December 5, 2016 3:50 am at 3:50 am #1204489
LB- +1. No, your story is not unique. There is a reason why people get divorced, although not every case is the same and there can be different levels and types of abuse. Some are not as bad as yours, but some are worse. And no one really knows what is going on with anyone else, even if they think they do.
Thank you for sharing your story.December 5, 2016 3:50 am at 3:50 am #1204490
In terms of the miracles, it is only out-right miracles that are a problem, the type of miracles that are not going to happen to you no matter how much you daven, so you have nothing to worry about.
I think the issue is brought up in the Gemara in reference to a man whom a miracle happened to and he was able to nurse his baby (I don’t know the details, but I guess his wife must have died and he was desperate to feed his baby). Nothing like that is happening to you, so you have nothing to worry about. When “miracles” happen to you, take it as a sign that Hashem loves you. That’s what I do.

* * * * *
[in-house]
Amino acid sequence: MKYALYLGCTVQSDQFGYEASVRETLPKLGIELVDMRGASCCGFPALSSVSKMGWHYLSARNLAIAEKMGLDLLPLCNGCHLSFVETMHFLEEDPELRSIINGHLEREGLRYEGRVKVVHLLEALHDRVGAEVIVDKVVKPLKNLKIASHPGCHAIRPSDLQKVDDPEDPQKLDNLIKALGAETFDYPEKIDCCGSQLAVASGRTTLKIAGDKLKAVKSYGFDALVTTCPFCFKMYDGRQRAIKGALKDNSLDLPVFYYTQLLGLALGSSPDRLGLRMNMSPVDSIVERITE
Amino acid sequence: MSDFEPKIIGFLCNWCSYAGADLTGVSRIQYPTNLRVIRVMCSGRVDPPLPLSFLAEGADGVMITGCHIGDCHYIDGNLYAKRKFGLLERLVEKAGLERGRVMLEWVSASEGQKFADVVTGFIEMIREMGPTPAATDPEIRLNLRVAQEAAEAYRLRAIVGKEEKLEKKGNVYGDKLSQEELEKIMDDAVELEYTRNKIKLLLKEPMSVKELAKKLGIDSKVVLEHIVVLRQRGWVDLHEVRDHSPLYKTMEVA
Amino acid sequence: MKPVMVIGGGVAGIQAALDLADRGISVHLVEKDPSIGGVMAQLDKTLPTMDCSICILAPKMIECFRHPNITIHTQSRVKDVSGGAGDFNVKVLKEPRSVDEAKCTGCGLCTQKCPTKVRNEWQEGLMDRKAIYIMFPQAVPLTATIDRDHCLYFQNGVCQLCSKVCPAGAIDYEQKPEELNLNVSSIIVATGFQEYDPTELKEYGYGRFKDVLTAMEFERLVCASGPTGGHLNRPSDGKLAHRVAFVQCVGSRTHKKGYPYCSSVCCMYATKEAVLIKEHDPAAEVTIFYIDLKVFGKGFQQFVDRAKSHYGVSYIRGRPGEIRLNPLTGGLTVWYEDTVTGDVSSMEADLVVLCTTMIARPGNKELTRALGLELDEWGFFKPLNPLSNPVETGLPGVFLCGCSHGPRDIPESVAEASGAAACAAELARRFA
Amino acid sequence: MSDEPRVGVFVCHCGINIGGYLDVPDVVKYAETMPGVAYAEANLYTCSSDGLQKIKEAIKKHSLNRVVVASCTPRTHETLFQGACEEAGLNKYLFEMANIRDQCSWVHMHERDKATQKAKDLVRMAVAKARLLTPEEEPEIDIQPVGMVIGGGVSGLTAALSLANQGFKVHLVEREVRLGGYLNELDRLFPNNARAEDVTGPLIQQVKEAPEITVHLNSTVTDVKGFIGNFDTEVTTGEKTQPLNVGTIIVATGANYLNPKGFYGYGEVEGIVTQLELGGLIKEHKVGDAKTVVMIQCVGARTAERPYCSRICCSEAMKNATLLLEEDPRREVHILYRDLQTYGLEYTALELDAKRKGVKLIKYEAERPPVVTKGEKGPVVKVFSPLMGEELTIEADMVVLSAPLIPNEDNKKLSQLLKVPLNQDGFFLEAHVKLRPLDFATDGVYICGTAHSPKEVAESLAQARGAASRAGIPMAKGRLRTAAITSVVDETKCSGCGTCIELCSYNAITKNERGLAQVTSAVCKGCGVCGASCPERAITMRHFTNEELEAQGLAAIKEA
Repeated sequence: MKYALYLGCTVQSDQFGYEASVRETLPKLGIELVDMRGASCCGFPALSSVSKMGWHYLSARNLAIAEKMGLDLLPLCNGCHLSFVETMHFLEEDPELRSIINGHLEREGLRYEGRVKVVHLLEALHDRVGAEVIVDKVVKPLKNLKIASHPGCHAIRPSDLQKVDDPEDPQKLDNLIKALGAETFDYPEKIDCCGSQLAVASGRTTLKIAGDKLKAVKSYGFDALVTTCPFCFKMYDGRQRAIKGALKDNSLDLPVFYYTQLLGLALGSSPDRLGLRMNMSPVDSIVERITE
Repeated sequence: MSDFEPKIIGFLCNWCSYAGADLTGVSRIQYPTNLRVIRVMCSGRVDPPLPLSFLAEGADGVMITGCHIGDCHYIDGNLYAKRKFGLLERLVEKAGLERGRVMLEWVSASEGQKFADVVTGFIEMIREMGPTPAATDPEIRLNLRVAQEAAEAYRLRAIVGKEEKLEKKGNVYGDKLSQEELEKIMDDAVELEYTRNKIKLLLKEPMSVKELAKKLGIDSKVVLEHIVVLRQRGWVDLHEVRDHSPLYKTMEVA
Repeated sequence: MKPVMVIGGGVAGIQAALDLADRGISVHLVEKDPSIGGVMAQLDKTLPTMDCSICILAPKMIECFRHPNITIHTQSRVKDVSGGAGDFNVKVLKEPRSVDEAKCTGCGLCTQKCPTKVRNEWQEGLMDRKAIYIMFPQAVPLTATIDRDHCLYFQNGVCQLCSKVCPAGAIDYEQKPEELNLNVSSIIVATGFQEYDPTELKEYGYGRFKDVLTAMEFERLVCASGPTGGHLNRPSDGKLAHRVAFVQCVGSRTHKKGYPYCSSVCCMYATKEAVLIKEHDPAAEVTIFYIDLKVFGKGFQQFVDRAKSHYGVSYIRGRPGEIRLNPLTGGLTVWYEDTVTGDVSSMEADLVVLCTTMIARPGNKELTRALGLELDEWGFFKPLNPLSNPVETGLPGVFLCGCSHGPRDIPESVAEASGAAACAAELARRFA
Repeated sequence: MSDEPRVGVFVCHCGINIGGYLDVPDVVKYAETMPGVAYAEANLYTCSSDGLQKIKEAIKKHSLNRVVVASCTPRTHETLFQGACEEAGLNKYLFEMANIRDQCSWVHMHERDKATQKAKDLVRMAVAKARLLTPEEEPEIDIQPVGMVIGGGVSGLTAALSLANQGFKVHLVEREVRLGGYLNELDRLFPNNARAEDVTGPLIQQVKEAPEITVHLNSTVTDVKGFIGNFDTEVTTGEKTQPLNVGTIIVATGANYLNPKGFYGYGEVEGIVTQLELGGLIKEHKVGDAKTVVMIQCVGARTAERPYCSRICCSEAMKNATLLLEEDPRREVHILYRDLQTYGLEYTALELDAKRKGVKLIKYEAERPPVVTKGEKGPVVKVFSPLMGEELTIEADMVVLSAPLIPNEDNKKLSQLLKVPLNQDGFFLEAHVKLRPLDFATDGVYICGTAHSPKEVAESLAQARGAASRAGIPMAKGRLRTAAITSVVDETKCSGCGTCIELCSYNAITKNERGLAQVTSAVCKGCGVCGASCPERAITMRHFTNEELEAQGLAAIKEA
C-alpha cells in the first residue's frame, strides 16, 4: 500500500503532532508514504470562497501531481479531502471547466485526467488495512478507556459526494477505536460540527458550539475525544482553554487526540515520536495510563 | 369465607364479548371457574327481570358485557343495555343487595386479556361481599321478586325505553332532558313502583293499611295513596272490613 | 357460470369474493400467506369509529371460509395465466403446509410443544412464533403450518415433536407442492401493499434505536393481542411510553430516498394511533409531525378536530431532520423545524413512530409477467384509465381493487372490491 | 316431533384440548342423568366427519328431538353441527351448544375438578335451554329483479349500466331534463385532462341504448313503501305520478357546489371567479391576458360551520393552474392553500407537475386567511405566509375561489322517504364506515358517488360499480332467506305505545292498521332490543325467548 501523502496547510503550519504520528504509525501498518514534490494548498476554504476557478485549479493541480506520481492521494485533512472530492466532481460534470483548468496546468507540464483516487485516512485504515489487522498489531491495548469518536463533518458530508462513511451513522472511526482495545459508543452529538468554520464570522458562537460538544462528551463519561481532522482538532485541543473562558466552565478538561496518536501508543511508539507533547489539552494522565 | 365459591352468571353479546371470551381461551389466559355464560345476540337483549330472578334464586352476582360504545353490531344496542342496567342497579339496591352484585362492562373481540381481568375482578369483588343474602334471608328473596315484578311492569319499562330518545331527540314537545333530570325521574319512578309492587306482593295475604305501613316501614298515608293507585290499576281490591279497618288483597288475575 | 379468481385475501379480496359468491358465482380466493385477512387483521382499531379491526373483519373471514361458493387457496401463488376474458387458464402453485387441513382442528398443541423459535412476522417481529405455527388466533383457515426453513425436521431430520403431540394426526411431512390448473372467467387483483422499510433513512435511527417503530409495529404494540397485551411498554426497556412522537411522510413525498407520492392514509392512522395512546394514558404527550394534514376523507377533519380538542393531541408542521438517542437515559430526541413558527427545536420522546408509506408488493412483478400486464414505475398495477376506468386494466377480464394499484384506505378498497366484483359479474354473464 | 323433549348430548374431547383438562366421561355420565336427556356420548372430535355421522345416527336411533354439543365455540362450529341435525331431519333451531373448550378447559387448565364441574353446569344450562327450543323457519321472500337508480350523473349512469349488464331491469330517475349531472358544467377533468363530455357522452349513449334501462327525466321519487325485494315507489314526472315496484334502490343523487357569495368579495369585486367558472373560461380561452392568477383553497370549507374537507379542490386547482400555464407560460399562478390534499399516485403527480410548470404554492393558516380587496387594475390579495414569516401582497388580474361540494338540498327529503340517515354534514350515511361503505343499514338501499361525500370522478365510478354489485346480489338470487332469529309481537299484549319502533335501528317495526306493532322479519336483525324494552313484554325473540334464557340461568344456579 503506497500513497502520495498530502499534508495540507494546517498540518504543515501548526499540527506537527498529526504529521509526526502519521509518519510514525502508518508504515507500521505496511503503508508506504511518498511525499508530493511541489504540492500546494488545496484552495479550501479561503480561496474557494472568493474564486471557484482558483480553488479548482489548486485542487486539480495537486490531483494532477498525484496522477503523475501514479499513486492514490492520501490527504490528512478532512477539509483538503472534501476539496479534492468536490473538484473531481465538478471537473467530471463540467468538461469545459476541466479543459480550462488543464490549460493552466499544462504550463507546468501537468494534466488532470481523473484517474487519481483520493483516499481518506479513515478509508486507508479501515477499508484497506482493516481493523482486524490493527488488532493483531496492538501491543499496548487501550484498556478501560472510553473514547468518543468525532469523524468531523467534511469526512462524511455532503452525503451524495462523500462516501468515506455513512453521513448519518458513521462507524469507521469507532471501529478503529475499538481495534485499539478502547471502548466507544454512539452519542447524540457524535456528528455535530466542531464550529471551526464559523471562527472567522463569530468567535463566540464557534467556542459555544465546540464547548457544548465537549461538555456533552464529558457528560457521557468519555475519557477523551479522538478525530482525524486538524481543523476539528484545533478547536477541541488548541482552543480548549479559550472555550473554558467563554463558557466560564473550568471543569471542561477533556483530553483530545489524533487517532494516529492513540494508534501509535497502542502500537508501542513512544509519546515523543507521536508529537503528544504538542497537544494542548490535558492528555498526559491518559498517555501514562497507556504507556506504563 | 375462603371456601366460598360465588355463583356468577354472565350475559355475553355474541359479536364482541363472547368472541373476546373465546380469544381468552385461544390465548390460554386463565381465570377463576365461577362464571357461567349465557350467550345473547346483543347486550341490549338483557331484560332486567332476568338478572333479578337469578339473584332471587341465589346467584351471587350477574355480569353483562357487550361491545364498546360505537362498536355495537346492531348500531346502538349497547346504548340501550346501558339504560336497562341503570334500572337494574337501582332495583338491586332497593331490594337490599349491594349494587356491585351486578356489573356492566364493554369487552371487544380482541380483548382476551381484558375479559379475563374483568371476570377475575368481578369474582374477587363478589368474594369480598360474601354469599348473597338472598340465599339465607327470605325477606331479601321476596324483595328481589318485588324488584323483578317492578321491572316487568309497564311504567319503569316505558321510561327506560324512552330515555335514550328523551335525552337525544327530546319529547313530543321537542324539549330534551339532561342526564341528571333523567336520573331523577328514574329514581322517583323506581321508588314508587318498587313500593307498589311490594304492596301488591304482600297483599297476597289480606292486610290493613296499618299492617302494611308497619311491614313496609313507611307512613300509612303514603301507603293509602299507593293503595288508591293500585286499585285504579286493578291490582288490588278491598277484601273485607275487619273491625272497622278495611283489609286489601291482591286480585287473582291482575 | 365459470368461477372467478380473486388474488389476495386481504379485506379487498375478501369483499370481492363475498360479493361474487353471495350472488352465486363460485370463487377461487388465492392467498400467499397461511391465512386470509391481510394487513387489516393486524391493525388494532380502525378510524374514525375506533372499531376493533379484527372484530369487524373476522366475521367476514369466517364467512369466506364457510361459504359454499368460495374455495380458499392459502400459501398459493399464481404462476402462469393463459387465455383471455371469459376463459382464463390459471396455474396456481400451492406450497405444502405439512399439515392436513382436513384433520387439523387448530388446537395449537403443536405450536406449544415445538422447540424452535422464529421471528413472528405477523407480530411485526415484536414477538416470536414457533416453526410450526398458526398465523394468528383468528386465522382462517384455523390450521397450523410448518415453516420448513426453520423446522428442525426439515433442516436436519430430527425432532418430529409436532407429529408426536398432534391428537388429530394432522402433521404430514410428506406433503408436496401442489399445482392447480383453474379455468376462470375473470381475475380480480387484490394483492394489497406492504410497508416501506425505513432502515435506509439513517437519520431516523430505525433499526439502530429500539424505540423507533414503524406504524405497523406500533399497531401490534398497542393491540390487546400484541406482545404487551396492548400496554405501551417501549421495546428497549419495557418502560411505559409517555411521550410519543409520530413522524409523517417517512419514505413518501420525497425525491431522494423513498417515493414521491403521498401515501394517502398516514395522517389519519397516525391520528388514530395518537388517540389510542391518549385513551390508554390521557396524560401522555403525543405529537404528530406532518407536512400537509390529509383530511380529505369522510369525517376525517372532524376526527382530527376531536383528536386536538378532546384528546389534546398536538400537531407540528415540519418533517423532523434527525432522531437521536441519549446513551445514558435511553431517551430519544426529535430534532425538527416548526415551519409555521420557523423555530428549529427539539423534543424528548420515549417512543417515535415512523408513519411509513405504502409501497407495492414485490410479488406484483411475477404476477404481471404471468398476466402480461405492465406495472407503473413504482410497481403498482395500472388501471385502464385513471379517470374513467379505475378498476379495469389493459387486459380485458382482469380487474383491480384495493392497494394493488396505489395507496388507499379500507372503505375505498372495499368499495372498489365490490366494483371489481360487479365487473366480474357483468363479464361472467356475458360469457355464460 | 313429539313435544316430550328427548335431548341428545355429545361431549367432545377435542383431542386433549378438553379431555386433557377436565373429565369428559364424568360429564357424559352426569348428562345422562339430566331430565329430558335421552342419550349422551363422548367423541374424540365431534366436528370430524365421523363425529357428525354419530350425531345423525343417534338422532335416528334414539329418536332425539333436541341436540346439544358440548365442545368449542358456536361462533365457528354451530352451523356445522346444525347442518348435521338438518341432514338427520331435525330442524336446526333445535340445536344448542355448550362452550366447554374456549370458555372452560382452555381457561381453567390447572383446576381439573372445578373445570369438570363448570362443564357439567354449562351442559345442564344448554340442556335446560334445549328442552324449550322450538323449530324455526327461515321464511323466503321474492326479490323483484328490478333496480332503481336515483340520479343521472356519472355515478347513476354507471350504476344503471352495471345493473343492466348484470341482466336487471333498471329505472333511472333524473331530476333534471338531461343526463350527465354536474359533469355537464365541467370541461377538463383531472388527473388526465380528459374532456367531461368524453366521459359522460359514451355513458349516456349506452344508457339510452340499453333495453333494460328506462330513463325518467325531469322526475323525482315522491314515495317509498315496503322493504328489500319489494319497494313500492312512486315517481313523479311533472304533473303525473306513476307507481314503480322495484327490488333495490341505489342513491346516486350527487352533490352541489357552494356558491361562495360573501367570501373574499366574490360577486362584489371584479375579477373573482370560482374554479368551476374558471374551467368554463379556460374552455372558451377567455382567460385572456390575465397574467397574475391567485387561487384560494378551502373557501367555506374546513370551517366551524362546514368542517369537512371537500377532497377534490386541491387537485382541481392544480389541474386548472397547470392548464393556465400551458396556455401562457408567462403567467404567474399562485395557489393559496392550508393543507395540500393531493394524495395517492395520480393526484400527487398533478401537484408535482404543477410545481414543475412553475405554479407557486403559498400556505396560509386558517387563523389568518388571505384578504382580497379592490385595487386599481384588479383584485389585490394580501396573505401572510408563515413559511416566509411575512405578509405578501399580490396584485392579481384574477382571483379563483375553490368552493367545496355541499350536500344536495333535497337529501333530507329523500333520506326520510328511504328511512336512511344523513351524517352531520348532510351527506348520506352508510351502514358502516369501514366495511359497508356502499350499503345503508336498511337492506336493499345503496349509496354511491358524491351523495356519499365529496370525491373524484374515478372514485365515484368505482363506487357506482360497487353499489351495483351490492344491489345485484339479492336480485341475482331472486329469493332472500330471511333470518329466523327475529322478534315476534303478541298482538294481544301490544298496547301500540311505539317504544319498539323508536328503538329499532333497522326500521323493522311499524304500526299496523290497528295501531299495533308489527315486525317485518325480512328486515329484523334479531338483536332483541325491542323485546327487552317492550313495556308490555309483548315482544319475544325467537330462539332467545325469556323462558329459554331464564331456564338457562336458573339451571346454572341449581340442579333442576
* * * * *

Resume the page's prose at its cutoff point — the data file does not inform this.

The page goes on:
And always daven. You don’t lose out by davening. It is a Mitzvah to daven (and not just to say “I’ll be happy with whatever Hashem sends. We are not supposed to think that way – we are supposed to daven!).December 5, 2016 4:16 am at 4:16 am #1204491
?December 5, 2016 3:51 pm at 3:51 pm #1204492
Halevai! How would you know? Did ask my wife and children?! 😉
The Truth is hard to hear, but that doesn’t make it any less true.
Iirc, I mentioned my post to an older yid and his response was an affirming grunt.December 5, 2016 3:55 pm at 3:55 pm #1204493
Every annoyance becomes and is
is turned into, abuse
according to how much
smaller your goals and destiny